Viggo Johansen (1851–1935), who had studied at the Royal Academy with Michael Ancher (also without graduating), first went to Skagen in 1875. An active member of the group, he married Anna Ancher's cousin Martha Møller in 1880. From 1885, he exhibited in Paris where he was inspired by Claude Monet. His paintings took on lighter tones as he had noted the absence of black in the works of the French artists and considered his own earlier works too dark by comparison. Monet's use of colour is reflected in his painting Christian Bindslev is ill (1890). The work displays stronger contrasts than his earlier paintings, depicting the red-bearded Christian looking out towards the light at the foot of his bed where the flaming gold and white sunlight streams down onto the little blue cupboard on the wall. Among the works he painted in Skagen are Kitchen Interior (1884) which depicts his wife Martha arranging flowers, and the much brighter Dividing the Catch (1885) showing four fishermen who have pulled their boat up onto the beach while one of their wives hopes there will be something for the evening meal. After falling out with P.S. Krøyer in 1891, Johansen's relationship with the Anchers was strained and he and his family did not visit Skagen for several years but finally returned in 1903. In 1906, he became a professor at the Royal Academy where he was director from 1911 to 1914.
Somewhat forgotten today, Carl Locher (1851–1915) was one of the earlier visitors to Skagen. Holgen Drachmann, who had taught him before he attended the Royal Academy, persuaded him to go there in 1872. Especially interested in marine painting, Locher adopted a realist impressionistic approach, influenced by the time he spent with Léon Bonnat in Paris during the 1870s. A stickler for perfection, especially in his drawings, his works cover the transition from sailing ships to steamships and from the original Skagen to the evolving tourist destination. His paintings include Fishing Cutters in the Moonlit Night, 1888, The Lightship at Skagen Reef (1892) and above all The Mail Coach (c. 1890) which depicts the horse-drawn carriage which until the railway reached Skagen in 1890 was the way travellers arrived there from Frederikshavn. In 1910, Locher built a house overlooking the beach at Skagen Østerby where he painted until he died of heart trouble in 1913.
Born and raised in Copenhagen, Laurits Tuxen (1853–1927) studied at the Royal Danish Academy together with P.S. Krøyer where he was considered to be one of the best painters. In 1875, he began to study in Paris in Léon Bonnat's studio with whom he also worked in subsequent years. His Suzanna i Badet (1878), first painted in Paris, was warmly received in the Copenhagen spring exhibition in 1879. He first visited Skagen in 1870 but after a few more visits in the 1870s, did not return until 1901. After his first wife died of tuberculosis, he married the Norwegian Frederikke Treschow and bought a house in Skagen. There he painted a number of pictures depicting family and friends as well as landscapes. Among the works from Skagen are The North Sea in Stormy Weather (1909), the powerful The Drowned Boy is Brought Ashore (1913) inspired by paintings of drownings he saw in France and Pouring the Morning Coffee (1906) depicting Tuxen's wife Frederikke and his daughters Yvonne and Nina in their Skagen home, Villa Dagminne. Through his use of colour, brushstrokes and backlighting through the window flowers, the artist creates a homely atmosphere. Tuxen's most famous paintings are however his portraits of European royal personalities, including Christian IX of Denmark, Queen Victoria and Czar Nicholas II.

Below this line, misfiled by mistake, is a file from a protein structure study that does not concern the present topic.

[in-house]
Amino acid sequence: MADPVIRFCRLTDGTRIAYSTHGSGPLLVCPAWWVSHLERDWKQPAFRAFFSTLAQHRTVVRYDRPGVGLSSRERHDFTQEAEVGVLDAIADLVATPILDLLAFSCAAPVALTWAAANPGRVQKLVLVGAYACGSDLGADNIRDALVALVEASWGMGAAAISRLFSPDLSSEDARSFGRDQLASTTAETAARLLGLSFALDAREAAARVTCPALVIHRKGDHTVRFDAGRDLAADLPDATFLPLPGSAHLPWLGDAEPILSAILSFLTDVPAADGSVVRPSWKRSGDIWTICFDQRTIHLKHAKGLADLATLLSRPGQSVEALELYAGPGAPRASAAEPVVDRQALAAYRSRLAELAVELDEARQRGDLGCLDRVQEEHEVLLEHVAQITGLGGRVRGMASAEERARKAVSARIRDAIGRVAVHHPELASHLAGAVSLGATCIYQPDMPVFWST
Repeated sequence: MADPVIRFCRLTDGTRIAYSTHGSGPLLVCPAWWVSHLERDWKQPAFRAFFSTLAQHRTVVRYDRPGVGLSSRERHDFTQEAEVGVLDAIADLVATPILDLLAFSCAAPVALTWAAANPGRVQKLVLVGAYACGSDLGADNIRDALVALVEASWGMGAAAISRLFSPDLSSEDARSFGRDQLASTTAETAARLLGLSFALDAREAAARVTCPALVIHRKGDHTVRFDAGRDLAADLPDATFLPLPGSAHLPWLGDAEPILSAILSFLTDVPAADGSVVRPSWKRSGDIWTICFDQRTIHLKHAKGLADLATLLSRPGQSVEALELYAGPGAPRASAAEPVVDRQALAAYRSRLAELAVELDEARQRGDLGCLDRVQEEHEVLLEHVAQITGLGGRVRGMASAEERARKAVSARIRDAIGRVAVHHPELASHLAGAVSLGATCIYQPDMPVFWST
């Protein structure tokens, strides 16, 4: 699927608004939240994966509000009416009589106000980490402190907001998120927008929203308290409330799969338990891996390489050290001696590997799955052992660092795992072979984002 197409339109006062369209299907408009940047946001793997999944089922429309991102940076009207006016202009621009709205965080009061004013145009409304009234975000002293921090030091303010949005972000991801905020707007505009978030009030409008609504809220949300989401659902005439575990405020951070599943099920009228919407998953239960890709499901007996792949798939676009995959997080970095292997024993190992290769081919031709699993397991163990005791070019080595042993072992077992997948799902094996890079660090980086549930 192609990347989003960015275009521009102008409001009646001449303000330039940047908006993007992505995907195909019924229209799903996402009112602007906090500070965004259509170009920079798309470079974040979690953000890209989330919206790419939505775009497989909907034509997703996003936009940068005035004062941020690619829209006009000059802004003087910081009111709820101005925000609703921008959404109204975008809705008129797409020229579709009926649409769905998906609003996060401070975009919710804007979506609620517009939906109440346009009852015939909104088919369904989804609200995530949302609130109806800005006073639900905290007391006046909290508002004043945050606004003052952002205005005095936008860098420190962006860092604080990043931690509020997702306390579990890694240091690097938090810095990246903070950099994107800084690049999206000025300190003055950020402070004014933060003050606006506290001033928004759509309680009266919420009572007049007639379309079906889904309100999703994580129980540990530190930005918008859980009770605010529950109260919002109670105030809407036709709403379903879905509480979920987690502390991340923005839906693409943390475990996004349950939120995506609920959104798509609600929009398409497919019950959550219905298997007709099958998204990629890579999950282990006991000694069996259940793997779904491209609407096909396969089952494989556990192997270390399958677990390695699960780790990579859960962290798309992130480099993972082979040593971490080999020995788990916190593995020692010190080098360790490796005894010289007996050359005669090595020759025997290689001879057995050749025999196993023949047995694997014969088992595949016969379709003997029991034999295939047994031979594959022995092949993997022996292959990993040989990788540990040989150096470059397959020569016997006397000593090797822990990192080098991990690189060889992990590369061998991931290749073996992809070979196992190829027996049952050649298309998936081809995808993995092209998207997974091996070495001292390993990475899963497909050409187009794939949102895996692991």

The Norwegian Christian Krohg (1852–1925) first visited Skagen with Frits Thaulow in 1879. One of the most important figures in Norwegian art, he first studied law but his interest in art was triggered by his friendship with fellow student Eilif Peterssen. He attended J.F. Eckersberg's painting school in Christiania (now Oslo) before moving to Karlsruhe and Berlin where he studied under Karl Gussow, specializing in figure painting in the new idiom of Realism. In Berlin, he also developed a friendship with Georg Brandes. In 1879 he returned to Christiania before travelling to Skagen where he achieved his artistic breakthrough, attracted by the simple lives of the local fishermen. Depicting a fisherman at sea, his Babord litt (1879) is considered to be one of his early masterpieces. His association with Ancher, Krøyer and the other members of the colony had a marked effect on his style as can be seen in the works he painted on returning to Norway. He went to Paris in 1881–82, where was influenced by Édouard Manet and the Impressionist movement. His experience of French art can be seen in several of his later Skagen paintings, including Tired (1885) and Braiding Her Hair (1888) in which the mother and child unusually have their backs facing the observer. His lighter palette with bold brushstrokes and contrasting tones of blue, red and green give the painting a deeper texture.